what if you're taller than average, and still take this? I'm assuming it will still have an effect just not to the same degree compared to someone short who takes it?
once your growth plates fuse its pretty much the end of height growth.
post #11 of 21
Would it make a boys penis grow larger too? Had to ask.
post #12 of 21
Shit works. I grew half an inch but I was already 17 or so by then. I took it more for the muscle. There was a short kid like really short I knew but also younger that took it as well but I never saw how tall he progressed..
post #13 of 21
You want to give your child HGH? I heard some doctor giving a lecture about this... and he said it was a terrible idea. The body needs to stop growing first, and HGH can stop growth in a still developing body.
post #14 of 21
Quote:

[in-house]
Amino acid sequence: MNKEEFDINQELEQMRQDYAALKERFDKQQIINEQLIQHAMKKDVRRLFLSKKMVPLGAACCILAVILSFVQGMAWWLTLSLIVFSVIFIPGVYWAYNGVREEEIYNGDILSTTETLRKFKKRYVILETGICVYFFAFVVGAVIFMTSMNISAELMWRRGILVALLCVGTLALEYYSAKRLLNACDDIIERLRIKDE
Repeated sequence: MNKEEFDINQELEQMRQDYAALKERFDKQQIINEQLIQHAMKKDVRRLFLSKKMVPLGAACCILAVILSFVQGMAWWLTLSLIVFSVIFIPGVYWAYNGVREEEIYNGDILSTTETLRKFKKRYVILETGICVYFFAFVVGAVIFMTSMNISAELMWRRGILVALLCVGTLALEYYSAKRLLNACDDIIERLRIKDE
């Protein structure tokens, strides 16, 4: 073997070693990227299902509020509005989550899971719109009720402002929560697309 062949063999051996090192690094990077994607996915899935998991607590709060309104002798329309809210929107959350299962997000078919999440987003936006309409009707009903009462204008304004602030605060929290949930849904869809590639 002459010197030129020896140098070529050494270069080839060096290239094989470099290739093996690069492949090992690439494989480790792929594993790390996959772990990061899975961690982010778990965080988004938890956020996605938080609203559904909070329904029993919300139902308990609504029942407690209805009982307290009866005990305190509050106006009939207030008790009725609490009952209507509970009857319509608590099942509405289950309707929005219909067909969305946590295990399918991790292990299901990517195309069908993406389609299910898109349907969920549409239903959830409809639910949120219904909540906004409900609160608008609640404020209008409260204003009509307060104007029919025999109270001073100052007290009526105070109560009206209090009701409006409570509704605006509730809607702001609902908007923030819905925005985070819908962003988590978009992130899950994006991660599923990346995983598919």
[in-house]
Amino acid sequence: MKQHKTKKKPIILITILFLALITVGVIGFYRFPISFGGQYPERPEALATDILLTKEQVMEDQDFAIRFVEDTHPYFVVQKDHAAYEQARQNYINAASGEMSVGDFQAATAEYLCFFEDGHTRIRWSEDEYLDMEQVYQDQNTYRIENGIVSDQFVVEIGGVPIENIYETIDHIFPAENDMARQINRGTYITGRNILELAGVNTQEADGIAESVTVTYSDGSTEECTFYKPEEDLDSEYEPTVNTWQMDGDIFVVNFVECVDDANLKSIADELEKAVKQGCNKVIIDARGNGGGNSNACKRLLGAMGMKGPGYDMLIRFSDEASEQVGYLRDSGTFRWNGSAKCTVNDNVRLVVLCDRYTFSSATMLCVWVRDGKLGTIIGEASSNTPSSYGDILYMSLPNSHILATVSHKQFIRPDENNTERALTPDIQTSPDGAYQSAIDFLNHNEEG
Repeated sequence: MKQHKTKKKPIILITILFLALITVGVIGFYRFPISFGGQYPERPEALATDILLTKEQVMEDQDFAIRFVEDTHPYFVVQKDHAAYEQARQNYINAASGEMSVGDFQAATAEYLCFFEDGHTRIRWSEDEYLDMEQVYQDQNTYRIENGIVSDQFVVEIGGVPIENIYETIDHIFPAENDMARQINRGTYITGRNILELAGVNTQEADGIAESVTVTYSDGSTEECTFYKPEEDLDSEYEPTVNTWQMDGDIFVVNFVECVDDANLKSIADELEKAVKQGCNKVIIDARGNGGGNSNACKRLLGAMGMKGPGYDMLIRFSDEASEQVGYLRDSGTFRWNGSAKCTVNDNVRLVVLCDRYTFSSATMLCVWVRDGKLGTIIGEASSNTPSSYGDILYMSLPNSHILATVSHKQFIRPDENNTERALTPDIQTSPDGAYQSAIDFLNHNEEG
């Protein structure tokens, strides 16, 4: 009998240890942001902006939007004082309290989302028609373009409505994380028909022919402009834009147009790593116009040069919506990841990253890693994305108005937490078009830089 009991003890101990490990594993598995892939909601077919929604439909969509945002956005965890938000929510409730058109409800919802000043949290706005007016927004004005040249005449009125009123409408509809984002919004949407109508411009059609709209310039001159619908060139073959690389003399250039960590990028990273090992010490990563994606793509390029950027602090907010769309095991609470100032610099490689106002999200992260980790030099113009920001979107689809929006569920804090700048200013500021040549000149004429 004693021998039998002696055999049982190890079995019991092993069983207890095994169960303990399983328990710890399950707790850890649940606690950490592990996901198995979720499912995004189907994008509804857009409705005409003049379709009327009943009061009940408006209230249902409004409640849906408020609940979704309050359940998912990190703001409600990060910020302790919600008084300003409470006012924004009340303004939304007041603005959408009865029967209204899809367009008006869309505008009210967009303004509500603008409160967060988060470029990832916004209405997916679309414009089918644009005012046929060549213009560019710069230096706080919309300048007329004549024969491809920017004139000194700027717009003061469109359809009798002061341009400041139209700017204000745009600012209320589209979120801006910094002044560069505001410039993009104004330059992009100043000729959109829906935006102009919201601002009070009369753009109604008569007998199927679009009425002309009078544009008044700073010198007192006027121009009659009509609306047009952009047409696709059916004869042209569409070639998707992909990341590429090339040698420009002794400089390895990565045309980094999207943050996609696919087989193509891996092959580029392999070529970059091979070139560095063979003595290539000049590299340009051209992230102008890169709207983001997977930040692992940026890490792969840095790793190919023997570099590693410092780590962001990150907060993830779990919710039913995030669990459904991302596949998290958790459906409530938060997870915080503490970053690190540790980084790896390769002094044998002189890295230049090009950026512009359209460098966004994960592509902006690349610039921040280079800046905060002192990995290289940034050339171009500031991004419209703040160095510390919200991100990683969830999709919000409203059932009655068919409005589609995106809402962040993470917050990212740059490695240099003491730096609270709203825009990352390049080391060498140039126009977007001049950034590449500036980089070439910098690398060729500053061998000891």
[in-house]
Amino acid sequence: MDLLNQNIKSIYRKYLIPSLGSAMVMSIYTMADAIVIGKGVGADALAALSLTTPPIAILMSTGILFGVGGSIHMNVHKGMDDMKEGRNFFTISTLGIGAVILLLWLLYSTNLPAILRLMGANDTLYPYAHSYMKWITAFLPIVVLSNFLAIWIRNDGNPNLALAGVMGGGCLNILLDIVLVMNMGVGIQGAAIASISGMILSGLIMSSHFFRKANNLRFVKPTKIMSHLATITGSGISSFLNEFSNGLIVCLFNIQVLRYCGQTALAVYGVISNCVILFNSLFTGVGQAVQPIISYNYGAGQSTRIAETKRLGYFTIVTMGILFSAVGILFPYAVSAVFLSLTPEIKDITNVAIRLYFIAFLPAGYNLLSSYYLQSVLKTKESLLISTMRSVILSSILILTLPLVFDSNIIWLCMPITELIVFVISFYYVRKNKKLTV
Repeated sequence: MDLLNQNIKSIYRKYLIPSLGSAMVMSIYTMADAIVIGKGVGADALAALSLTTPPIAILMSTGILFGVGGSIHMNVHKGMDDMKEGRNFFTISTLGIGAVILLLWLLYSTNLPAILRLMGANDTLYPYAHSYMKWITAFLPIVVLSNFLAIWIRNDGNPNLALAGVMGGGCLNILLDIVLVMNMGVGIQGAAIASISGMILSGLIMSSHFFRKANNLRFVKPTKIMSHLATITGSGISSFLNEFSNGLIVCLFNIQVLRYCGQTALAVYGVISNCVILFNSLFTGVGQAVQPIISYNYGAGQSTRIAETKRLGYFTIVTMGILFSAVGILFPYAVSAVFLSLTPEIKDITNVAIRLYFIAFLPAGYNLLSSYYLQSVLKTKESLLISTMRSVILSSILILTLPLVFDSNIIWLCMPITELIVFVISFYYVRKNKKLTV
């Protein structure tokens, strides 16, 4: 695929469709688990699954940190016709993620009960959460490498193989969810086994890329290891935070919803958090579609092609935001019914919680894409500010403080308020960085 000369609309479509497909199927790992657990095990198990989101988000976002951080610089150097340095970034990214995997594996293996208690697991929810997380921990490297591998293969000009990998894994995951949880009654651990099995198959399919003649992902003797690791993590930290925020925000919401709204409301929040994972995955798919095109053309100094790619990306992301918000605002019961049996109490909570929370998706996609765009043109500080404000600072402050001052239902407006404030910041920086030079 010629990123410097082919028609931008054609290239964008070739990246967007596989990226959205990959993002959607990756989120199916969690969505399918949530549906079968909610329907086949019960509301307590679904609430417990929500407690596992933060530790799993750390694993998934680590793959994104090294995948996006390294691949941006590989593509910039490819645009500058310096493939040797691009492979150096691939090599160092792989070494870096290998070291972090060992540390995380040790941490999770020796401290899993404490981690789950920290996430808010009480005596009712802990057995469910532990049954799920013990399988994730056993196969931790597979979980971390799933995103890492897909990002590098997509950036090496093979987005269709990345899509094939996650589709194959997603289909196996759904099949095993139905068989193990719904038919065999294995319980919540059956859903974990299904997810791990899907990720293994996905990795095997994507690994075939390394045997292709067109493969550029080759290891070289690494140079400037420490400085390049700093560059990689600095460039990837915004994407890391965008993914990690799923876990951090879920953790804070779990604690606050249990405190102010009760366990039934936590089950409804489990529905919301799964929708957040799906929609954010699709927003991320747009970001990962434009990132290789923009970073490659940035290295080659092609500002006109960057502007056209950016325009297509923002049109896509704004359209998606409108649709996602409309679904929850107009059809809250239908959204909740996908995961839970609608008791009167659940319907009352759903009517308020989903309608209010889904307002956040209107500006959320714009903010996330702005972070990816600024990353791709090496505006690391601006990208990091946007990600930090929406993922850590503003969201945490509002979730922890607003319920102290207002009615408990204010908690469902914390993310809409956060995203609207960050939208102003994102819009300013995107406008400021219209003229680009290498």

Originally Posted by Hombre Secreto View Post

You want to give your child HGH? I heard some doctor giving a lecture about this... and he said it was a terrible idea. The body needs to stop growing first, and HGH can stop growth in a still developing body.
You won't get insurance to cover it unless it is painfully obvious your child stopped growing.
post #15 of 21
The general rule of steroids applies to HGH: if you have to ask, do not use.

You clearly don't understand HGH and should never consider giving it to someone who isn't carefully diagnosed with a hormone deficiency.

As something simple to think about: bone doesn't just expand vertically.